- Refined interior
- Powerful acceleration
- Hefty towing ability
- Upscale looks
- Hybrid Denali model
- XL's big turning circle
- Clunky third-row arrangement
- Poor fuel economy (non-Hybrid)
- As pricey as lux-brand SUVs
The 2011 GMC Yukon Denali is evidence that big, capable body-on-frame sport-utility vehicles can be supremely comfortable and luxurious.
The 2011 GMC Yukon isn't selling at anywhere close to the levels it was a number of years ago, but it's premature to call its very useful, luxurious design a thing of the past. Especially in top Yukon Denali guise, the GMC Yukon makes a compelling luxury vehicle and is one of the best full-size sport-utility vehicles on the market. And for those who have issue with that models fuel economy in the teens, the GMC Yukon Hybrid can be had in lavish Denali trim and returns up to 23 mpg.
Though it looks from the front much like GM's full-size sport-utility vehicles on which it's based (including the GMC Sierra), the 2011 GMC Yukon is a very handsome vehicle, with good proportions and a minimum of unnecessary detailing. The interior of the GMC Yukon is also very straightforward, too, and has a more rounded, simple style instead of the upright, macho, machine-shop look that some other models sport. Denali versions add more luxury touches, like a honeycomb grille up front and Nuance leather and chrome details to the cabin.
While the Yukon spans a wide range of focused models, all of them have good acceleration and ride quality, and rather light steering, with little if any handling feedback (they're huge trucks, after all). Standard-issue 2011 GMC Yukon models offer a standard 5.3-liter V-8 with 320 hp, but a larger 403-horsepower, 6.2-liter V-8 is offered in the longer Yukon XL and luxurious Yukon Denali model. The latter is the pick for the toughest towing demands and accelerates smartly with a rich engine note, but even with the included cylinder deactivation system, it's a very thirsty engine. Overall, the Denali isn't tremendously maneuverable, but it handles surprisingly well on back roads; you'll quickly forget that you're piloting a 6,000-pound vehicle that can tow up to 8,600 pounds (or 5,000 in the case of the Hybrid).
In Hybrid models, a big 332-horsepower, 6.0-liter V-8 is augmented with electric motors and battery power, using a version of the Two-Mode Hybrid system developed by GM with BMW, Daimler and Chrysler. With this system, the Yukon can accelerate (lightly) on battery power alone or with a mix of engine and motor power.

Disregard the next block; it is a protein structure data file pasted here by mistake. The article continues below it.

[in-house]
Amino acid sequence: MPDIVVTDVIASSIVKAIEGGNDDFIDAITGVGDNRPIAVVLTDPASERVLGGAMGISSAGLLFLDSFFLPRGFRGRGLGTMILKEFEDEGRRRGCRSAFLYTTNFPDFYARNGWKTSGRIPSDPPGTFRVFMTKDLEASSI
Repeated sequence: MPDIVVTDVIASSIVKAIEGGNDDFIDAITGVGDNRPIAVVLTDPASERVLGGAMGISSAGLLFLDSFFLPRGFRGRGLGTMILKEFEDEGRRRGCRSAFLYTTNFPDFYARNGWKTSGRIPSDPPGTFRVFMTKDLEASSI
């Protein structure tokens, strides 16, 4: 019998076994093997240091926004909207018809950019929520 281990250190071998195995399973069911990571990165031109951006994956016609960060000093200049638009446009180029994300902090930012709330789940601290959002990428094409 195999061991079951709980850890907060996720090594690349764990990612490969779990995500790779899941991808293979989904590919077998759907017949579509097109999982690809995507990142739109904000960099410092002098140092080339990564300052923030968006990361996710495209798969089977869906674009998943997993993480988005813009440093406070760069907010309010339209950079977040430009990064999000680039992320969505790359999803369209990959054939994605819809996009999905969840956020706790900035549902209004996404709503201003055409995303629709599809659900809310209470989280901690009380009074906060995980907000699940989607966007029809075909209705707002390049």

The 2011 GMC Yukon has plenty of interior space, provided you don't plan to use the third row. Both the standard-length Yukon and the stretched Yukon XL come with three rows of seating, but in the standard XL it's only good for kids, and with the combination of a high step-up and a narrow opening to wedge through, it's hard to access.
Ride quality in the Yukon is quite good throughout the model line, with most trims having a nicely damped, almost carlike ride—only cornering on choppy surfaces, or railroad crossings, will remind you that it's actually a body-on-frame truck. Fit and finish inside is generally top-notch, the interior is pleasantly free of wind and road noise. And in keeping with that secure impression, the Yukon's roster of safety equipment and occupant protection ratings are among the best.
With a starting price close to $40,000 and a long set of standard convenience features even in its base SLE trim, the days of work-truck versions of the Yukon are gone. The Yukon SLE comes with power features, air conditioning, and an AM/FM/CD/MP3 player with an auxiliary and a USB port; Bluetooth hands-free calling is newly standard on all models, too. Denali editions come absolutely loaded with luxury and convenience features, including tri-zone automatic climate control, a power-folding second-row seat, parking sensors, and remote starting.
It doesn't come cheap, though. Both a loaded Yukon Denali 4WD or a Yukon Hybrid Denali can top the $60k mark.